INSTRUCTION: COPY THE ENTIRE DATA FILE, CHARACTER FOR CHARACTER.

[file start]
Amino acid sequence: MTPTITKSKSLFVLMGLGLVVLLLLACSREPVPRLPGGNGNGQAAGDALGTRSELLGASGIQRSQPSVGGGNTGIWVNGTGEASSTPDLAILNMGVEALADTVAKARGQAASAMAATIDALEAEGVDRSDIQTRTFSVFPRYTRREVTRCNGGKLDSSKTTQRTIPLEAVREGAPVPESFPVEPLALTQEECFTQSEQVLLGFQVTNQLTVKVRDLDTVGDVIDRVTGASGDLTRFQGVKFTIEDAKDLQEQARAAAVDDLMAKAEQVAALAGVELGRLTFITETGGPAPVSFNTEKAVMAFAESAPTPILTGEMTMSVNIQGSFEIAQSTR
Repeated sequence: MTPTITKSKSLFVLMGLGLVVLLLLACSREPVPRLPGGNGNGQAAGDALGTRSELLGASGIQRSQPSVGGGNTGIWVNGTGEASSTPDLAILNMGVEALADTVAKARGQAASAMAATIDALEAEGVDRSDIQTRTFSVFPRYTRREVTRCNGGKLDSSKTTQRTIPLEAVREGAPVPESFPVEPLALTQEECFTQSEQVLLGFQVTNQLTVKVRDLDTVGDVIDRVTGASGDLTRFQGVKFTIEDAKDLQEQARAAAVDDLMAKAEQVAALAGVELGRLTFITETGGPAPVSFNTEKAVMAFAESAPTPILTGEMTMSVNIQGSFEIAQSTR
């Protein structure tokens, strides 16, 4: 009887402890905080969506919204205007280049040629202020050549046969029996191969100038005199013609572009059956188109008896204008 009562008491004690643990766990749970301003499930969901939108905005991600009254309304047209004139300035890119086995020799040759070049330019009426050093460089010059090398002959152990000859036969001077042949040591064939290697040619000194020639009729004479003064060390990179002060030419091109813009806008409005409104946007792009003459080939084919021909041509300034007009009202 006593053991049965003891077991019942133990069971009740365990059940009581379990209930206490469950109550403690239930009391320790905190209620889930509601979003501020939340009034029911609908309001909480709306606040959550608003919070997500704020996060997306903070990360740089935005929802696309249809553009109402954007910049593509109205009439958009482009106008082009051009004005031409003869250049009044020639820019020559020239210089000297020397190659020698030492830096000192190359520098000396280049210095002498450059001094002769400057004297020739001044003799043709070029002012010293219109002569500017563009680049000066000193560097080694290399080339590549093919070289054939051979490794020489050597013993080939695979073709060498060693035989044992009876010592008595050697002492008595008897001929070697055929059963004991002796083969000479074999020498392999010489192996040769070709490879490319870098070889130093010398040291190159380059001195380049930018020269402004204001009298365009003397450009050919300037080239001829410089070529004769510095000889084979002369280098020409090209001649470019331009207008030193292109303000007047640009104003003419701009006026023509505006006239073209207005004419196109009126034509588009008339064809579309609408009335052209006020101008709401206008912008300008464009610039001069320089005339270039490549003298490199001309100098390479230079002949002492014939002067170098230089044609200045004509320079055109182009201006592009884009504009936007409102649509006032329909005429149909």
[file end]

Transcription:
Amino acid sequence: MTPTITKSKSLFVLMGLGLVVLLLLACSREPVPRLPGGNGNGQAAGDALGTRSELLGASGIQRSQPSVGGGNTGIWVNGTGEASSTPDLAILNMGVEALADTVAKARGQAASAMAATIDALEAEGVDRSDIQTRTFSVFPRYTRREVTRCNGGKLDSSKTTQRTIPLEAVREGAPVPESFPVEPLALTQEECFTQSEQVLLGFQVTNQLTVKVRDLDTVGDVIDRVTGASGDLTRFQGVKFTIEDAKDLQEQARAAAVDDLMAKAEQVAALAGVELGRLTFITETGGPAPVSFNTEKAVMAFAESAPTPILTGEMTMSVNIQGSFEIAQSTR
Repeated sequence: MTPTITKSKSLFVLMGLGLVVLLLLACSREPVPRLPGGNGNGQAAGDALGTRSELLGASGIQRSQPSVGGGNTGIWVNGTGEASSTPDLAILNMGVEALADTVAKARGQAASAMAATIDALEAEGVDRSDIQTRTFSVFPRYTRREVTRCNGGKLDSSKTTQRTIPLEAVREGAPVPESFPVEPLALTQEECFTQSEQVLLGFQVTNQLTVKVRDLDTVGDVIDRVTGASGDLTRFQGVKFTIEDAKDLQEQARAAAVDDLMAKAEQVAALAGVELGRLTFITETGGPAPVSFNTEKAVMAFAESAPTPILTGEMTMSVNIQGSFEIAQSTR
């Protein structure tokens, strides 16, 4: 009887402890905080969506919204205007280049040629202020050549046969029996191969100038005199013609572009059956188109008896204008 009562008491004690643990766990749970301003499930969901939108905005991600009254309304047209004139300035890119086995020799040759070049330019009426050093460089010059090398002959152990000859036969001077042949040591064939290697040619000194020639009729004479003064060390990179002060030419091109813009806008409005409104946007792009003459080939084919021909041509300034007009009202 006593053991049965003891077991019942133990069971009740365990059940009581379990209930206490469950109550403690239930009391320790905190209620889930509601979003501020939340009034029911609908309001909480709306606040959550608003919070997500704020996060997306903070990360740089935005929802696309249809553009109402954007910049593509109205009439958009482009106008082009051009004005031409003869250049009044020639820019020559020239210089000297020397190659020698030492830096000192190359520098000396280049210095002498450059001094002769400057004297020739001044003799043709070029002012010293219109002569500017563009680049000066000193560097080694290399080339590549093919070289054939051979490794020489050597013993080939695979073709060498060693035989044992009876010592008595050697002492008595008897001929070697055929059963004991002796083969000479074999020498392999010489192996040769070709490879490319870098070889130093010398040291190159380059001195380049930018020269402004204001009298365009003397450009050919300037080239001829410089070529004769510095000889084979002369280098020409090209001649470019331009207008030193292109303000007047640009104003003419701009006026023509505006006239073209207005004419196109009126034509588009008339064809579309609408009335052209006020101008709401206008912008300008464009610039001069320089005339270039490549003298490199001309100098390479230079002949002492014939002067170098230089044609200045004509320079055109182009201006592009884009504009936007409102649509006032329909005429149909």